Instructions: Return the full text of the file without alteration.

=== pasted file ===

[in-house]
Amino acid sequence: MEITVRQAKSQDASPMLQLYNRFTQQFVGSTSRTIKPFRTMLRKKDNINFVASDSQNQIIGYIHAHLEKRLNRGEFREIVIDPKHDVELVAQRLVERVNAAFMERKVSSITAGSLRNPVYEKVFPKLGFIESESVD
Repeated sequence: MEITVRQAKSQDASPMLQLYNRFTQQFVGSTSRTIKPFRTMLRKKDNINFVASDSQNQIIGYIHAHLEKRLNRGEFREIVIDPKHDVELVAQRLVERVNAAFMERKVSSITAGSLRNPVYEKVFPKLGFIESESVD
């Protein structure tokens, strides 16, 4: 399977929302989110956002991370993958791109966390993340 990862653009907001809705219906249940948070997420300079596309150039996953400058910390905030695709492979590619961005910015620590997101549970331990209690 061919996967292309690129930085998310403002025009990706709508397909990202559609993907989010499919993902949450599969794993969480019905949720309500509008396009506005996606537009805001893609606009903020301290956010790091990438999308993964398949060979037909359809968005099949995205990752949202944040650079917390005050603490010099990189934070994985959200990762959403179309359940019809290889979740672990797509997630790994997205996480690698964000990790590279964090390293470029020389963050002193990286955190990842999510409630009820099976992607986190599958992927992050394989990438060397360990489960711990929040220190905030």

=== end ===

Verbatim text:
[in-house]
Amino acid sequence: MEITVRQAKSQDASPMLQLYNRFTQQFVGSTSRTIKPFRTMLRKKDNINFVASDSQNQIIGYIHAHLEKRLNRGEFREIVIDPKHDVELVAQRLVERVNAAFMERKVSSITAGSLRNPVYEKVFPKLGFIESESVD
Repeated sequence: MEITVRQAKSQDASPMLQLYNRFTQQFVGSTSRTIKPFRTMLRKKDNINFVASDSQNQIIGYIHAHLEKRLNRGEFREIVIDPKHDVELVAQRLVERVNAAFMERKVSSITAGSLRNPVYEKVFPKLGFIESESVD
């Protein structure tokens, strides 16, 4: 399977929302989110956002991370993958791109966390993340 990862653009907001809705219906249940948070997420300079596309150039996953400058910390905030695709492979590619961005910015620590997101549970331990209690 061919996967292309690129930085998310403002025009990706709508397909990202559609993907989010499919993902949450599969794993969480019905949720309500509008396009506005996606537009805001893609606009903020301290956010790091990438999308993964398949060979037909359809968005099949995205990752949202944040650079917390005050603490010099990189934070994985959200990762959403179309359940019809290889979740672990797509997630790994997205996480690698964000990790590279964090390293470029020389963050002193990286955190990842999510409630009820099976992607986190599958992927992050394989990438060397360990489960711990929040220190905030």